Aidan Wilson writes…

Alan Walker put a question to us regarding syndicated comics and the changing of American spelling to other varieties in foreign publications. He was prompted by a Zits comic strip reproduced in yesterday’s The Age (5/3), in which the spelling mum appears, rather than the original mom:

Alan complains:

Does someone think Australians are unaware of the word “mom”? Or do they think we will be tricked into believing Zits is a local strip? (If the latter, there are many other things that would have to be changed – “Social Security Number” would have to be changed to something else – perhaps Tax File Number, but it’s not an exact equivalent. It would obviously be ridiculous to attempt to rid the dialogue of all American features.)

I agree. In my opinion editing wording and spelling for a foreign audience causes more problems than it fixes. If you make the decision to ‘translate’ various elements for local equivalences, then where do you stop? Will gas be replaced by fuel in tomorrow’s Zits*? It’s just easier to let audiences figure it out for themselves and not change anything than to deal with questions of what to edit or just how much license to take.

This sort of thing has been going on for years in book publishing and other areas of the media. The Harry Potter series, for instance, was edited extensively for American audiences, not only for spelling, but also entire lexical items: jumper substituted for sweater and muffin replaced crumpet. Interestingly, I now read on Wikipedia that J.K. Rowling vetoed the changing of mum and the Irish variant mam to the US mom in the US versions of all but the first novel[citation needed], although she allowed all other edits.

Closer to home, the classic Australian film The Castle was edited in around thirty places for various lexical items. The most well known, and denounced, replaced a reference to Hey Hey it’s Saturday with one to Funniest Home Videos. One wonders what happened to the subsequent line – Gong him, Red – which would have then made no sense at all.

The Zits case is different though. We’re quite used to our locally produced content (or British content, for that matter) being edited for US audiences. But changing mom for mum in the Zits cartoon goes the other way. And this is something we’re not used to. We in Australia are effectively bidialectal – we hear US English (and likely other dialects too) very frequently and can effortlessly translate phrases, lexical items and spellings without it even breaching our conscious mind. For this, I suppose we can thank fifty years or more of pervasive US culture dominating our media.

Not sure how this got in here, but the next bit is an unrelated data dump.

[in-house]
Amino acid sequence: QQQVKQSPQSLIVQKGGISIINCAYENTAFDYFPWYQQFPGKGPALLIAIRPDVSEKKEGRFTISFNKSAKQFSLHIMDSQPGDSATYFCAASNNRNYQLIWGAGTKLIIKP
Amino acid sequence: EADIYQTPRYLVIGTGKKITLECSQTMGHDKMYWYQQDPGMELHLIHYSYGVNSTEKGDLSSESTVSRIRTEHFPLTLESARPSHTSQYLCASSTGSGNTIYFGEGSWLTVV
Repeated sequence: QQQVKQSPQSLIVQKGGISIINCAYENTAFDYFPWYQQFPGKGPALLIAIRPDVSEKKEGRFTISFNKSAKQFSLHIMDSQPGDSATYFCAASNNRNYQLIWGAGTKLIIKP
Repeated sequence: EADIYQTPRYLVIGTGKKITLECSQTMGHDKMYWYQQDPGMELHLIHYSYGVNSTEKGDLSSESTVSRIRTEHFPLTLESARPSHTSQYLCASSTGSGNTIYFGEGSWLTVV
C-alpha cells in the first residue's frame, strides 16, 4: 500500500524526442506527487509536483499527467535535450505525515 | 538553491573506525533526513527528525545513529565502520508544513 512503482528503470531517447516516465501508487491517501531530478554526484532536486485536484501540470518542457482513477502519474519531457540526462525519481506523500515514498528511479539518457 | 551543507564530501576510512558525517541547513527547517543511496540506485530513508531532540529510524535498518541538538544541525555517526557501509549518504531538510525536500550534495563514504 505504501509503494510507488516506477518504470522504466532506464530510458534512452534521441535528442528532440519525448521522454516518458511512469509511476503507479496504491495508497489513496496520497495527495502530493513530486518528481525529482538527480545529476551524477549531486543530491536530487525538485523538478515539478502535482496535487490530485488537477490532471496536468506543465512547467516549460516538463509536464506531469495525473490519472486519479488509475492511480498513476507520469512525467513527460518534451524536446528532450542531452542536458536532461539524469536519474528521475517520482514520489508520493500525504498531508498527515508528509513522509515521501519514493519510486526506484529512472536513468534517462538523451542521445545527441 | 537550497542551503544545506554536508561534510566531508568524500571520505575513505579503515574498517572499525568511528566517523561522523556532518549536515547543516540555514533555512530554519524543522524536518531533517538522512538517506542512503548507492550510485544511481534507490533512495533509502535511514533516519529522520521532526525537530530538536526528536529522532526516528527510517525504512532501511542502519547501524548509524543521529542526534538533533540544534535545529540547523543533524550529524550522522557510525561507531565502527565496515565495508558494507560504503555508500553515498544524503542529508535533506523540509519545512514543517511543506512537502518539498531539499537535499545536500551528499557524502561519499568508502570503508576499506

Perhaps this is the reason that such substitutions irritate Alan – just like everyone else, he knows that Americans spell it mom, and has no problem understanding it, but critically he also knows that Zits is an American comic strip – the characters’ voices in his head would most probably have American accents. So when he reads mum where he expects mom, it’s clearly going to be quite jarring.

Then again, I think back to my childhood cartoon reading, which consisted of very healthy portions of Garfield and Mad magazine, and I remember that quite a lot of the content of those confused me. This was probably because I hadn’t been exposed to terribly much American culture by that point in my life, and I was probably not even very aware of the differences between Australian and American language and culture, just that there was a difference. That said, Zits isn’t exactly aimed at kids who are that young.

It’s also not clear who’s responsible for the edits [update: it’s done at the syndicate level; see Chatfield’s comment], but throughout this discussion I’m assuming it’s The Age or Fairfax. Jerry Scott may well have written a version each for the US and British/Australian market, or it could have been a bit of Photoshopping by some copykid in a Fairfax office somewhere. The similarity between the U’s in mum and security suggests the latter, if only weakly, and in any case I don’t see why a cartoonist would bother producing an additional version for a minor slice of their audience.

So to answer Alan’s question, I doubt that anyone thinks we don’t know what mom is, nor are they trying to fool Australian readers into thinking Zits is a local strip; the content is just so glaringly American that this would just never fly. What I think is happening is that the editors are sensitive to the broader public’s concerns about the growing Americanisation of Australian media, real or imagined, and routinely localise content to manage this, but in my opinion, have overstepped the mark in applying this to comic strips. I wouldn’t be surprised if spellings and maybe some whole words from, say, Associated Press reports routinely get edited locally, but that process shouldn’t extend to creative works at all.

*When you see tomorrow’s Zits contain the word gas, don’t think me psychic; The Age is two weeks behind the US, so tomorrow’s (7/3) will probably be this one.

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